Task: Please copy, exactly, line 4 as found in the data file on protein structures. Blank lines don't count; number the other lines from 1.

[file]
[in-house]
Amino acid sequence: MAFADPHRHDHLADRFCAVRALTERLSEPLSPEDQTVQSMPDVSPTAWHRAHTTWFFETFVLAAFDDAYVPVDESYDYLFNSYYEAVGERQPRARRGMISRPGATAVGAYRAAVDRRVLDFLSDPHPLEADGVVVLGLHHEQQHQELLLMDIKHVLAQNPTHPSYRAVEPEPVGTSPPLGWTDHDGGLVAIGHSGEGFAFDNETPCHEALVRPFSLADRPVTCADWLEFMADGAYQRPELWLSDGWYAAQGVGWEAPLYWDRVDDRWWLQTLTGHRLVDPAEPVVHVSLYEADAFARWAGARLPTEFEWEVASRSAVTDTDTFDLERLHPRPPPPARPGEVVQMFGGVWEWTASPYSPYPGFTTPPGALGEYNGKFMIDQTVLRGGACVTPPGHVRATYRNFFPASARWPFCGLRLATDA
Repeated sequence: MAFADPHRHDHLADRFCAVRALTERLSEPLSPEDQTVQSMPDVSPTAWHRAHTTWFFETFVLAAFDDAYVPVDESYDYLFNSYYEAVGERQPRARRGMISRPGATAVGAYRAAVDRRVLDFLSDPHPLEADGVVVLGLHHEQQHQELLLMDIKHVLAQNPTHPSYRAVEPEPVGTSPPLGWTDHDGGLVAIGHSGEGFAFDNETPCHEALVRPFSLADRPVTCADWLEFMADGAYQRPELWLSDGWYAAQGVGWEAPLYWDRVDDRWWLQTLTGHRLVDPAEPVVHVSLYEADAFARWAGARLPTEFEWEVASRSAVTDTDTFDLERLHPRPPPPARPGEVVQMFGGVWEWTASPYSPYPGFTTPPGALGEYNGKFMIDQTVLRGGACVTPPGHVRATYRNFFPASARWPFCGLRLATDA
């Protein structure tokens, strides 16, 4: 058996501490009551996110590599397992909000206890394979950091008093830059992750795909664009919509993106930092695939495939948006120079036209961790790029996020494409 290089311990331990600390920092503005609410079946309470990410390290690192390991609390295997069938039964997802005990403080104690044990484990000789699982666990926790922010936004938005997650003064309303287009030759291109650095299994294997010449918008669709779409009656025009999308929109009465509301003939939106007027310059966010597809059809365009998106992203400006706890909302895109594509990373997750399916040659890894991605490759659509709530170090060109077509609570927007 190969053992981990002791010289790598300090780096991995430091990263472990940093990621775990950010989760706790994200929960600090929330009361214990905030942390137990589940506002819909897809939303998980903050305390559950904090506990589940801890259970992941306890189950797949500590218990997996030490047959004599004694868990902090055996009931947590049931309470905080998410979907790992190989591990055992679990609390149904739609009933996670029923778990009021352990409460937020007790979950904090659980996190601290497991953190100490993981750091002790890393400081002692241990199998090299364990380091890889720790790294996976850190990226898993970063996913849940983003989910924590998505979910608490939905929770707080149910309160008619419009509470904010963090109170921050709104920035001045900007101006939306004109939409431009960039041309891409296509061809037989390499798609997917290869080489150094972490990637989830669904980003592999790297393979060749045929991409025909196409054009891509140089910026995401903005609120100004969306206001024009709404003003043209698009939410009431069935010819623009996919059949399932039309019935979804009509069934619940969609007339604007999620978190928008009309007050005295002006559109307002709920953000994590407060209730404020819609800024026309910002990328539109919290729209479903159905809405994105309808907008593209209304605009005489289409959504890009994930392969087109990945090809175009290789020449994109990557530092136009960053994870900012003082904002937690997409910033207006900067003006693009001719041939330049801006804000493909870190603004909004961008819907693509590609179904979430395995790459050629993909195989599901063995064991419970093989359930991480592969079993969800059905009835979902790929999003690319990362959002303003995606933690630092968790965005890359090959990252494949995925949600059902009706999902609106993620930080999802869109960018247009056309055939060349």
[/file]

């Protein structure tokens, strides 16, 4: 058996501490009551996110590599397992909000206890394979950091008093830059992750795909664009919509993106930092695939495939948006120079036209961790790029996020494409 290089311990331990600390920092503005609410079946309470990410390290690192390991609390295997069938039964997802005990403080104690044990484990000789699982666990926790922010936004938005997650003064309303287009030759291109650095299994294997010449918008669709779409009656025009999308929109009465509301003939939106007027310059966010597809059809365009998106992203400006706890909302895109594509990373997750399916040659890894991605490759659509709530170090060109077509609570927007 190969053992981990002791010289790598300090780096991995430091990263472990940093990621775990950010989760706790994200929960600090929330009361214990905030942390137990589940506002819909897809939303998980903050305390559950904090506990589940801890259970992941306890189950797949500590218990997996030490047959004599004694868990902090055996009931947590049931309470905080998410979907790992190989591990055992679990609390149904739609009933996670029923778990009021352990409460937020007790979950904090659980996190601290497991953190100490993981750091002790890393400081002692241990199998090299364990380091890889720790790294996976850190990226898993970063996913849940983003989910924590998505979910608490939905929770707080149910309160008619419009509470904010963090109170921050709104920035001045900007101006939306004109939409431009960039041309891409296509061809037989390499798609997917290869080489150094972490990637989830669904980003592999790297393979060749045929991409025909196409054009891509140089910026995401903005609120100004969306206001024009709404003003043209698009939410009431069935010819623009996919059949399932039309019935979804009509069934619940969609007339604007999620978190928008009309007050005295002006559109307002709920953000994590407060209730404020819609800024026309910002990328539109919290729209479903159905809405994105309808907008593209209304605009005489289409959504890009994930392969087109990945090809175009290789020449994109990557530092136009960053994870900012003082904002937690997409910033207006900067003006693009001719041939330049801006804000493909870190603004909004961008819907693509590609179904979430395995790459050629993909195989599901063995064991419970093989359930991480592969079993969800059905009835979902790929999003690319990362959002303003995606933690630092968790965005890359090959990252494949995925949600059902009706999902609106993620930080999802869109960018247009056309055939060349």